Diagnostic yield of colonoscopy surveillance in testicular cancer survivors treated with platinum-based chemotherapy: study protocol of a prospective cross-sectional cohort study.

Testicular cancer (TC) survivors have an increased risk of various second primary malignancies. A recent cohort study detected an increased risk of colorectal cancer (CRC) in TC survivors treated with platinum-based chemotherapy with a hazard ratio of 3. 9. CRC risk increased with higher cisplatin-dose. We know that colonoscopy surveillance in high-risk populations results in reduced incidence and mortality of CRC. TC survivors treated with platinum-based chemotherapy can potentially benefit from colonoscopy surveillance; however, to which extent is unknown. Furthermore, the pathogenesis of these secondary CRCs is unknown, and better insights into the carcinogenesis may affect surveillance decisions.

This prospective multicenter study will be performed in four Dutch hospitals. TC survivors are eligible if treated with ≥ 3 cycles of cisplatin before age 50. Colonoscopy will be performed ≥ 8 years after initial treatment (minimum and maximum ages at colonoscopy, 35 and 75 years, respectively). The primary aim of the study is the diagnostic yield of advanced neoplasia detected during colonoscopy. As secondary aim, we will evaluate the molecular profile of advanced colorectal neoplasia and will assess current platinum levels in blood and urine and correlate blood-platinum levels with prevalence of colorectal lesions. Furthermore, we will investigate effectiveness of fecal immunochemical testing (FIT) and burden of colonoscopy by two questionnaires. Demographic data, previous history, results of colonoscopy, hemoglobin level of FIT and results of molecular and platinum levels will be obtained. Yield of colonoscopy will be determined by detection rate of adenoma and serrated lesions, advanced adenoma detection rate and CRC detection rate. The MISCAN model will be used for cost-effectiveness analyses of CRC surveillance. With 234 participants undergoing colonoscopy, we can detect an absolute difference of 6% of advanced neoplasia with 80% power.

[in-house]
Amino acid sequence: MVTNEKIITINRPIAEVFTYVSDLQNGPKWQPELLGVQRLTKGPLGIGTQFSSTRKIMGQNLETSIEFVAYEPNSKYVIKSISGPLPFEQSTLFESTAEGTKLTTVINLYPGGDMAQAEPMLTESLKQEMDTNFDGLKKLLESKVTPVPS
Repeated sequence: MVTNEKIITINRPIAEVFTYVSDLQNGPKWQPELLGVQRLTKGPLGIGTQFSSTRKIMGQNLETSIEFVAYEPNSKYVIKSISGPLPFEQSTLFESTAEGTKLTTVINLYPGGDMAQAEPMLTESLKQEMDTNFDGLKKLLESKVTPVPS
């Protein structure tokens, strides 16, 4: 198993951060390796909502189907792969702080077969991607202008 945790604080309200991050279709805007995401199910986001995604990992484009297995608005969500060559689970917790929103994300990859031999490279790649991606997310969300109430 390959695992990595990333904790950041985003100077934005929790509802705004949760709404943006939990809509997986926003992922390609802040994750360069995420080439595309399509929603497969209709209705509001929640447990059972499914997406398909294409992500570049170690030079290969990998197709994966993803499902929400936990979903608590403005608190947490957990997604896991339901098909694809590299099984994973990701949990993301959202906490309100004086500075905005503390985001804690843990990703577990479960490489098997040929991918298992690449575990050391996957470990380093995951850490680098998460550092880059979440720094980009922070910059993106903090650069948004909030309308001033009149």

TC survivors treated with cisplatin-based chemotherapy can benefit from CRC surveillance. Evaluation of the diagnostic performance and patient acceptance of CRC surveillance is of importance to develop surveillance recommendations. Insight into the carcinogenesis of cisplatin-related advanced colorectal lesions will contribute to CRC prevention in the increasing number of TC survivors. The results may also be important for the many other cancer survivors treated with platinum-based chemotherapy.

Clinical Trials: NCT04180033, November 27, 2019, https://clinicaltrials.gov/ct2/show/NCT04180033 .

BMC gastroenterology. 2021 Feb 12*** epublish ***

Berbel L M Ykema, Tanya M Bisseling, Manon C W Spaander, Leon M G Moons, Dorien van der Biessen-van Beek, Lisette Saveur, Martijn Kerst, Sasja F Mulder, Ronald de Wit, Danielle Zweers, Gerrit A Meijer, Jos H Beijnen, Iris Lansdorp-Vogelaar, Flora E van Leeuwen, Petur Snaebjornsson, Monique E van Leerdam

Department of Gastroenterology and Hepatology, Netherlands Cancer Institute, Plesmanlaan 121, 1066 CX, Amsterdam, The Netherlands. ., Department of Gastroenterology and Hepatology, Radboud University Medical Center, Nijmegen, The Netherlands., Department of Gastroenterology and Hepatology, Erasmus University Medical Center, Rotterdam, The Netherlands., Department of Gastroenterology and Hepatology, University Medical Center Utrecht, Utrecht, The Netherlands., Department of Gastroenterology and Hepatology, Netherlands Cancer Institute, Plesmanlaan 121, 1066 CX, Amsterdam, The Netherlands., Department of Medical Oncology, Netherlands Cancer Institute, Amsterdam, The Netherlands., Department of Medical Oncology, Radboud University Medical Center, Nijmegen, The Netherlands., Department of Medical Oncology, Erasmus University Medical Center, Rotterdam, The Netherlands., Department of Medical Oncology, University Medical Center Utrecht, Utrecht, The Netherlands., Department of Pathology, Netherlands Cancer Institute, Amsterdam, The Netherlands., Department of Pharmacy and Pharmacology, Netherlands Cancer Institute, Amsterdam, The Netherlands., Department of Public Health, Erasmus University Medical Center, Rotterdam, The Netherlands., Department of Epidemiology, Netherlands Cancer Institute, Amsterdam, The Netherlands.

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